Thursday, 16 June 2016

Under the Weather

I have been under the weather lately which means, low cloud, depression, cold, hibernation.
Plant nerds might call this 'stratification'  but I just call it being bloody cold.

From the heated environs of my bedroom I look out the window at my seashell birdbath arrangement. Pretty,  yet incongruous as I haven't ever managed to see a single bird having a dip in it yet. I guess it's too cold. But then why are Mary and Martha losing their feathers in the midst of winter? You'd think they would moult in summer, but then, I suppose if you think about it why don't trees moult in summer and keep their leaves in winter?

Echium has perked up and I think it will live! Yea! Who knows, it may flower this summer. I have high hopes for my flowering plants that I haven't seen in bloom yet, like Kowhai, and Kaka beak and Chatham Island forget-me-not. Maybe these fussy natives are just not obliging me like the exotics because they know they are better than those other common plants that just flower indiscriminately. Maybe they are saving the best for last.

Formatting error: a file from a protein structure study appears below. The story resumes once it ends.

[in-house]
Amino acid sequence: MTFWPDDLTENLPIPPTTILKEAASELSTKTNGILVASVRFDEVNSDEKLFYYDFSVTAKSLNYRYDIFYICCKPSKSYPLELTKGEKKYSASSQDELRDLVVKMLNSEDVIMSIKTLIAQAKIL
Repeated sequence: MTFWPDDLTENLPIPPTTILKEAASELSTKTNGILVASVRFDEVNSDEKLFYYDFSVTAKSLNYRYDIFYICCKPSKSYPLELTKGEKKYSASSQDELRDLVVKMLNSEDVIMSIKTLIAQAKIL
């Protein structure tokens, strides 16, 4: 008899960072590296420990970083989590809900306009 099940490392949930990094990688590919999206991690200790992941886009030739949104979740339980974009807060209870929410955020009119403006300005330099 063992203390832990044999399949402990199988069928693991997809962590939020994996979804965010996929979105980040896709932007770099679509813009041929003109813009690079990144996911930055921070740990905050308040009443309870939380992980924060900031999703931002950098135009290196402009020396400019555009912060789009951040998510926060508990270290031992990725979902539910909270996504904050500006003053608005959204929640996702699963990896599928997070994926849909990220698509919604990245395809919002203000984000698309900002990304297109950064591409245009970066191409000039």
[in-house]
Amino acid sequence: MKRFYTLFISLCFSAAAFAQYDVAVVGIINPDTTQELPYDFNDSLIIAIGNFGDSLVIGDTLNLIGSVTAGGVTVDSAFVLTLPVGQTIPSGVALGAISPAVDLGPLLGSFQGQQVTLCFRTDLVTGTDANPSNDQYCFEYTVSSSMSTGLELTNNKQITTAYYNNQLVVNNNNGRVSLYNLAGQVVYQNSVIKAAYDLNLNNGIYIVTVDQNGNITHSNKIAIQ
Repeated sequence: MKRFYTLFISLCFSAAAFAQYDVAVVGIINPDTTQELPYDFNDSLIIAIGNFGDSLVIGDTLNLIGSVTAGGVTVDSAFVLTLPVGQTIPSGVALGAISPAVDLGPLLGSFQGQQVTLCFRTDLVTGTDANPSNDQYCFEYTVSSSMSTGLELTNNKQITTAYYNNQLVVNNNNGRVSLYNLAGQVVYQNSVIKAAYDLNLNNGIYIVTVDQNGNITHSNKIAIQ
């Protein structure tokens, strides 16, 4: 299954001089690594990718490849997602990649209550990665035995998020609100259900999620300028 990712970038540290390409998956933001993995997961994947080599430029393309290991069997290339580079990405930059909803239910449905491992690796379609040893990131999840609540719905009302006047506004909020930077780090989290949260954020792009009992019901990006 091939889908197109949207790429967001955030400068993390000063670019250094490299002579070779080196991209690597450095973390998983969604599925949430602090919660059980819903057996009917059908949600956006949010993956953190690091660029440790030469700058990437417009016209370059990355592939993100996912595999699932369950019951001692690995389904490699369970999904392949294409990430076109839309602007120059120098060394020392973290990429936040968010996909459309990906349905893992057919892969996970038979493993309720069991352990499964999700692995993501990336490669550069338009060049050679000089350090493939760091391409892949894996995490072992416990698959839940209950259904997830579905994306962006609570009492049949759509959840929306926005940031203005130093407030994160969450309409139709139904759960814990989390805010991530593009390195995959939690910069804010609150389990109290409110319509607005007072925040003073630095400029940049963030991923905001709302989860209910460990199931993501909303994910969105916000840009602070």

One of my manukas now has white flowers. They are dainty, like confetti. I'm hoping for more and, maybe if I get bees, manuka honey. But we will see. NZ Gardener were giving away Plan Bee seed packets at one time and I don't recall any of the seeds sprouting. I've learned my lesson. I'm a hopeless seed sower. Quite possibly, as soon as I sowed them and they sprouted, Mary and Martha just scratched them out. Chickens and bare soil do not mix.

My friend Nicole alerted me to a plant sale at her church so naturally I got up early on a saturday to snag the best plants. I managed to find a large birds nest fern, a canna lily with striking red foliage, a ground cover with purply flowers and lacy foliage I don't know the name of, and...a boston fern.

When I got home Mum had already decided to dig out my Nikau Palms and banning them from the property. They will grow too big, she says. So now I have two nikau palms free to a good home. Come pick them up. If you are reading this. They make good hammock holders.

I have moved the Kowhai along the border so that maybe I will have height to my border and mum won't notice those creeping buttercups so much. She just thinks its a mess and that I can't even garden. Well. I haven't seen her do anything much except cut things down. She's good at that. I'm like her tall poppy. I can learn a thing or two about creeping buttercups. They still flower anyway, and nobody can cut them down.